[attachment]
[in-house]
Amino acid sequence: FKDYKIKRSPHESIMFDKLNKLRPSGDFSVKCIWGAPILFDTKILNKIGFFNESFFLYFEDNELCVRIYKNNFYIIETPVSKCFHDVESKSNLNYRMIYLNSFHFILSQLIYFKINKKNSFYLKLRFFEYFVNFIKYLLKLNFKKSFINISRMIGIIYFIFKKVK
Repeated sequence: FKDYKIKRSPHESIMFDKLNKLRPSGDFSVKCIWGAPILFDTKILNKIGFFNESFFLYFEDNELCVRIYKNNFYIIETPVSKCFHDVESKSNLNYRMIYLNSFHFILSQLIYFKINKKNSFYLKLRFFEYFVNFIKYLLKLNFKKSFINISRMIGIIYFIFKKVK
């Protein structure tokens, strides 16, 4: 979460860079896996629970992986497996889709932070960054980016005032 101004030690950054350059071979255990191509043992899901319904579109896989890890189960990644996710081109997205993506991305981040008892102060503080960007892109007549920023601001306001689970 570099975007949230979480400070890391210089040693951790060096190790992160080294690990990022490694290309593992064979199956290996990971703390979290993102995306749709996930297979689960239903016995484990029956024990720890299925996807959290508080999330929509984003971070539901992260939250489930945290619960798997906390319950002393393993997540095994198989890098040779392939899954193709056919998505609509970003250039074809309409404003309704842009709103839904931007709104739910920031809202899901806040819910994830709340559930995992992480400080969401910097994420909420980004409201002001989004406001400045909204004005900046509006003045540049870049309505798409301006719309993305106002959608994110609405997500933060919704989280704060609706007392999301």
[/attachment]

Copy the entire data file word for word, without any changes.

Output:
[in-house]
Amino acid sequence: FKDYKIKRSPHESIMFDKLNKLRPSGDFSVKCIWGAPILFDTKILNKIGFFNESFFLYFEDNELCVRIYKNNFYIIETPVSKCFHDVESKSNLNYRMIYLNSFHFILSQLIYFKINKKNSFYLKLRFFEYFVNFIKYLLKLNFKKSFINISRMIGIIYFIFKKVK
Repeated sequence: FKDYKIKRSPHESIMFDKLNKLRPSGDFSVKCIWGAPILFDTKILNKIGFFNESFFLYFEDNELCVRIYKNNFYIIETPVSKCFHDVESKSNLNYRMIYLNSFHFILSQLIYFKINKKNSFYLKLRFFEYFVNFIKYLLKLNFKKSFINISRMIGIIYFIFKKVK
């Protein structure tokens, strides 16, 4: 979460860079896996629970992986497996889709932070960054980016005032 101004030690950054350059071979255990191509043992899901319904579109896989890890189960990644996710081109997205993506991305981040008892102060503080960007892109007549920023601001306001689970 570099975007949230979480400070890391210089040693951790060096190790992160080294690990990022490694290309593992064979199956290996990971703390979290993102995306749709996930297979689960239903016995484990029956024990720890299925996807959290508080999330929509984003971070539901992260939250489930945290619960798997906390319950002393393993997540095994198989890098040779392939899954193709056919998505609509970003250039074809309409404003309704842009709103839904931007709104739910920031809202899901806040819910994830709340559930995992992480400080969401910097994420909420980004409201002001989004406001400045909204004005900046509006003045540049870049309505798409301006719309993305106002959608994110609405997500933060919704989280704060609706007392999301």